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What I Talk About When I Talk About Running by Haruki Murakami

By Anhelo | Books | December 29, 2009 |

By Anhelo | Books | December 29, 2009 |

In this memoir, Haruki Murakami combines a series of excerpts or essays over the course of 2005-2006 regarding his life, his career as a novelist, and of course running. Through this short work, he reveals the moment that inspired him to start writing and what led him to begin long-distance running. Besides being a world renowned author, Murakami is a dedicated athlete having participated in over 25 marathons and a series of triathlons. He uses these experiences as a runner and, more specifically, his unwavering discipline to describe his personality revealing that the qualities that allow him to be a dedicated long-distance runner relate directly to his success in methodical writing.

Before I read this book, I read the NYTimes Review of the book that read,
“I’m guessing that the potential readership for “What I Talk About When I Talk About Running” is 70 percent Murakami nuts, 10 percent running enthusiasts and an overlapping 20 percent who will be on the brink of orgasm before they’ve even sprinted to the cash register.”

That made my laugh instantly because I’m part of that overlapping 20 percent. For me that is a statement, a fact, but for you that will serve as a warning because I inevitably have strong bias in favor of this book.

So I guess what I’ll do is give you my impression of the book, which is what I’m here to do anyway, and then I’ll give you my honest recommendation.

What immediately drew my attention to this book was that Murakami was talking about his long distance running experience in Cambridge (among other places) which included morning runs along the Charles River. I’m a long distance runner, so that works for me, and I also ran in the Boston Marathon, so I related to the marathon talk — I related to his discourse on training, the difficulties he faced, and his genuine desire to run. But, what really excited me was that he had been running in my backyard this whole time during my college career, and I didn’t even know it. I thought to myself, “Imagine if I had been running along the Charles River in 2005, I might have been seeing him every morning.” But I wasn’t, not at that date anyway. Regardless, I understood the context of his experience, because I experienced these locations myself over the past four years. He even mentions a talk that he gave at MIT on October 6, 2005. I remember exactly what I was doing on that date because I had plans on attending said event, but I couldn’t go. In these ways I felt a direct connection to the book.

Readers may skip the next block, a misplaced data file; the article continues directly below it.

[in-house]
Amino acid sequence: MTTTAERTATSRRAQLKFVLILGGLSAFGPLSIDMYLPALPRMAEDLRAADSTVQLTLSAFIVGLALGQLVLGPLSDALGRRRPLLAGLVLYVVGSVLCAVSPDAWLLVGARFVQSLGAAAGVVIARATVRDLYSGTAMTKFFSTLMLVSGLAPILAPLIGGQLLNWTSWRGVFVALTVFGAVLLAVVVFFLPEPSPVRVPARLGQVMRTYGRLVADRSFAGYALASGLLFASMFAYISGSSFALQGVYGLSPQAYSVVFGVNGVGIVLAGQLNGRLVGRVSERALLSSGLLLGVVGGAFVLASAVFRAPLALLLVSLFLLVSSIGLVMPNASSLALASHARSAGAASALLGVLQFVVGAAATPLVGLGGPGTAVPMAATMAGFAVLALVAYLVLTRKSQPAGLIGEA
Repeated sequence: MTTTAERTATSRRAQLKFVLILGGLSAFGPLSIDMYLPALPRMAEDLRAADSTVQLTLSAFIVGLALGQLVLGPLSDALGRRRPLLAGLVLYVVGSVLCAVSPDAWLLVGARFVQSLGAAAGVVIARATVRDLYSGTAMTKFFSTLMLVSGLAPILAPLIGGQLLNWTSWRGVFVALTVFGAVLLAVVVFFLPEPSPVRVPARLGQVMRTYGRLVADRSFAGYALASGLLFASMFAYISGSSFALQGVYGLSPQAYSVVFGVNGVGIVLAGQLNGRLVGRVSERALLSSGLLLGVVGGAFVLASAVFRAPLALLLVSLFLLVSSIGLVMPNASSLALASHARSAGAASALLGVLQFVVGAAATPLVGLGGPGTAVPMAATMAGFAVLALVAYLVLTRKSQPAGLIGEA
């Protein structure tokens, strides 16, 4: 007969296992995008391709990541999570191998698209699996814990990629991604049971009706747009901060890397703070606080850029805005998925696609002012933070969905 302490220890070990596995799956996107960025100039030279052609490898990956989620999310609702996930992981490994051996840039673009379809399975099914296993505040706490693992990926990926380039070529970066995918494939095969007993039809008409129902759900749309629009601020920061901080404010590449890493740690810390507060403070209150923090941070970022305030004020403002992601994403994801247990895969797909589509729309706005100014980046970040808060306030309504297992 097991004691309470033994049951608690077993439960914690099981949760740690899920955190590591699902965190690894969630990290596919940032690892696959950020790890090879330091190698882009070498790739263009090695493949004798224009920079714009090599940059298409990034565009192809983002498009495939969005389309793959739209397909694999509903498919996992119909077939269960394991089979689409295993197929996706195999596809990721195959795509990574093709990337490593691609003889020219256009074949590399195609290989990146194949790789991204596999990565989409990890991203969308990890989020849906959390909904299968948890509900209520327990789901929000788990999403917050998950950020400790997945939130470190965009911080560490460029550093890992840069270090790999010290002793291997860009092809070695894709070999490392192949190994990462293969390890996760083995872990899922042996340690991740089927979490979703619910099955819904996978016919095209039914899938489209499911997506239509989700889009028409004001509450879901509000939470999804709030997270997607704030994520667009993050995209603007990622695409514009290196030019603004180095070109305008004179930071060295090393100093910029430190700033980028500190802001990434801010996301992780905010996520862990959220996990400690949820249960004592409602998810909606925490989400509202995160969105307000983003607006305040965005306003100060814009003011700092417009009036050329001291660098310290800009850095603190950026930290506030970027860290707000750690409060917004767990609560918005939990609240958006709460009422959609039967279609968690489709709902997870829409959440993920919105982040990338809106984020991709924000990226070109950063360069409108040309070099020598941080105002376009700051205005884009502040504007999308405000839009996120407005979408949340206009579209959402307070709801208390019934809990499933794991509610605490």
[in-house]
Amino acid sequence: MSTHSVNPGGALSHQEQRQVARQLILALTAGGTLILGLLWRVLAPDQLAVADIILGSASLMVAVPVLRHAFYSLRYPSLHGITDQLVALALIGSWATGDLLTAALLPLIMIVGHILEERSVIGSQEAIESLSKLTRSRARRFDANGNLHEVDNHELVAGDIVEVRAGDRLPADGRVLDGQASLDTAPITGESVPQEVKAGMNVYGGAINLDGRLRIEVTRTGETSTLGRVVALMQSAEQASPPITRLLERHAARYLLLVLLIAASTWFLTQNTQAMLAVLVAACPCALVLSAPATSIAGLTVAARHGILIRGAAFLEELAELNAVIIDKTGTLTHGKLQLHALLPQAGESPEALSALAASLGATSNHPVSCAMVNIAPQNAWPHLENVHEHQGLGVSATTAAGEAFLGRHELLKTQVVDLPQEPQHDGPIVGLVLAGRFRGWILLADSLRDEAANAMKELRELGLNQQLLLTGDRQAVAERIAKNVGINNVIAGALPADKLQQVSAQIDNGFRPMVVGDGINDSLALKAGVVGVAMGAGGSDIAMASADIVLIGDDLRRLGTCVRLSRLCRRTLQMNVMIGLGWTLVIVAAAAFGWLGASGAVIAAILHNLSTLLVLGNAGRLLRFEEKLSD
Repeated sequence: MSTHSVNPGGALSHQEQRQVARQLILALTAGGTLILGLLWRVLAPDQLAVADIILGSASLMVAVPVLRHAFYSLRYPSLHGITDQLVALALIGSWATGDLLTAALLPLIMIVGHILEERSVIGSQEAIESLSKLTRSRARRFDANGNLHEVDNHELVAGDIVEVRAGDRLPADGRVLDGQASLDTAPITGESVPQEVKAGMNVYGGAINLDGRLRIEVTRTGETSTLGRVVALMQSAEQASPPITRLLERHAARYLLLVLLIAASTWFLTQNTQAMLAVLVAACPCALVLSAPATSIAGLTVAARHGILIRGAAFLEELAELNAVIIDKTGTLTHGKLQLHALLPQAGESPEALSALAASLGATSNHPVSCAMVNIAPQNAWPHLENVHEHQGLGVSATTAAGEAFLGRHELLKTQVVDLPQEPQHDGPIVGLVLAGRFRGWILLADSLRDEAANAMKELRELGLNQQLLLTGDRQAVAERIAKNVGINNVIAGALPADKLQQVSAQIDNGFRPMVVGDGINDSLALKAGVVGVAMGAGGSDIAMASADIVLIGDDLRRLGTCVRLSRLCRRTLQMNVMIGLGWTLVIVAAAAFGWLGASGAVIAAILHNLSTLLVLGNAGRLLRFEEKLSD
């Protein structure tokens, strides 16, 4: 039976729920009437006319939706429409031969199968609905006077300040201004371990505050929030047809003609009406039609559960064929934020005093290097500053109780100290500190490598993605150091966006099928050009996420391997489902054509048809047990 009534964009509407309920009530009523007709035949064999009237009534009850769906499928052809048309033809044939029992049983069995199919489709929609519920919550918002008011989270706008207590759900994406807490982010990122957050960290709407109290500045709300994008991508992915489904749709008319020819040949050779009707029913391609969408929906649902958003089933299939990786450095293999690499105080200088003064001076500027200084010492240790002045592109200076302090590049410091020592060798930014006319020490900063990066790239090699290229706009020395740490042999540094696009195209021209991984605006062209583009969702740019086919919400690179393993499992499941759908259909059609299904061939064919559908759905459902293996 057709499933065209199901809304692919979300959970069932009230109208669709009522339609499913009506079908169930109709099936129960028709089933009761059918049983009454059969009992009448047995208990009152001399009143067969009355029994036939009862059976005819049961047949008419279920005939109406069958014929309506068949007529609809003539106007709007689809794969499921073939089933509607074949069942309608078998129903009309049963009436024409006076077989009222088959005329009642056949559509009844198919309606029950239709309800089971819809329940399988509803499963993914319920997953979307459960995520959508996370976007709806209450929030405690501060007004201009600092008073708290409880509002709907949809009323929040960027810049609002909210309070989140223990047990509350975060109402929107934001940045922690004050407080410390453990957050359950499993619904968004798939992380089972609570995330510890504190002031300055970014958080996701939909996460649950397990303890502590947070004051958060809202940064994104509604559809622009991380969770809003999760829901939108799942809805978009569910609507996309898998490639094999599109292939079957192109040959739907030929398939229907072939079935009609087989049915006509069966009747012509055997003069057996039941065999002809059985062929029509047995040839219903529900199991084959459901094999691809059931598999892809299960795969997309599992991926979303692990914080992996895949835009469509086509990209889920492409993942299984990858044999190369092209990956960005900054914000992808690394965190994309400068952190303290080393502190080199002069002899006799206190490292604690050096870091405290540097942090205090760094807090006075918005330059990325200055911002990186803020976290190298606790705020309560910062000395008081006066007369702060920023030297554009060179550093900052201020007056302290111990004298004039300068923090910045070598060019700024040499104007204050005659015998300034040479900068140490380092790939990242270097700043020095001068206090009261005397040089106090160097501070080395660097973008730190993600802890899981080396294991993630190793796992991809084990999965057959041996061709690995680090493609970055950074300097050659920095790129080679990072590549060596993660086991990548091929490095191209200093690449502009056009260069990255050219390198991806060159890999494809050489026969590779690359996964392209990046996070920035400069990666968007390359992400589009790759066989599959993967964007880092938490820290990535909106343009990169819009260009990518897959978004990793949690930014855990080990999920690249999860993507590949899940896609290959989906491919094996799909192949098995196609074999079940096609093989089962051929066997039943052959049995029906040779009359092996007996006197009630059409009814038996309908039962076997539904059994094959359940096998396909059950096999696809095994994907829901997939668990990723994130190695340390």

If I could meet Haruki Murakami I would thank him for sharing this book with us. I use the word sharing because I felt as if I were reading pages out of the man’s diary. I’m sure this was a very calculated portrayal of himself, but it didn’t feel that way; it felt like a very candid, honest depiction of himself. He writes as if he’s having a conversation with you; he uses a very forthright, casual language and you get a feel for what goes on through his mind.

This casual language made me realize that there is a big difference between the writing of Haruki Murakami the man and Haruki Murakami the author. I suppose I have always assumed that an author has one voice, a natural talent, and that voice comes out not only in his or her professional writing, but in all of the writing. I was wrong. This book is written in a completely different way than the novels. His style was no way nearly as refined and sophisticated as his novels. This realization helped me recognize that novel writing is his job, a painstaking task that would be like any other job that any other ordinary person has, it’s not just a flow of natural talent (although I do believe that he is still extremely talented).

The most important part of the book, to me, was when he discussed what he thinks about when he is running. People who aren’t distance runners just don’t understand why people can run for hours — it’s boring, how can you run for so long, what do you think about. I just enjoy it. My only motivation is the act of running itself and, of course, general physical fitness. I don’t think about anything when I run. I usually say that “I think about nothing and everything.” I’m not really successful at explaining this and since people typically don’t understand me I start to feel a little crazy in the process, so it made me smile when Murakami confirmed my sentiment:

“I’m often asked what I think about as I run. Usually the people who ask this have never run long distances themselves. I always ponder the question. What exactly do I think about when I’m running? I don’t have a clue.”

Overall, I was happy with reading this memoir, but I wouldn’t recommend it to just anyone because it is clear that it has a very specific audience. This definitely shouldn’t be your first Murakami book. You should read this if you like Haruki Murakami’s books already or are interested in learning about him. You might even be interested in reading this if you are a runner or are at least mildly interested in running, but if you are neither of these things, I can’t imagine you enjoying this.

This review is part of the Cannonball Read series. For more of Anhelo’s reviews, check out the blog, I Read.

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Dustin is the founder and co-owner of Pajiba. You may email him here, follow him on Twitter, or listen to his weekly TV podcast, Podjiba.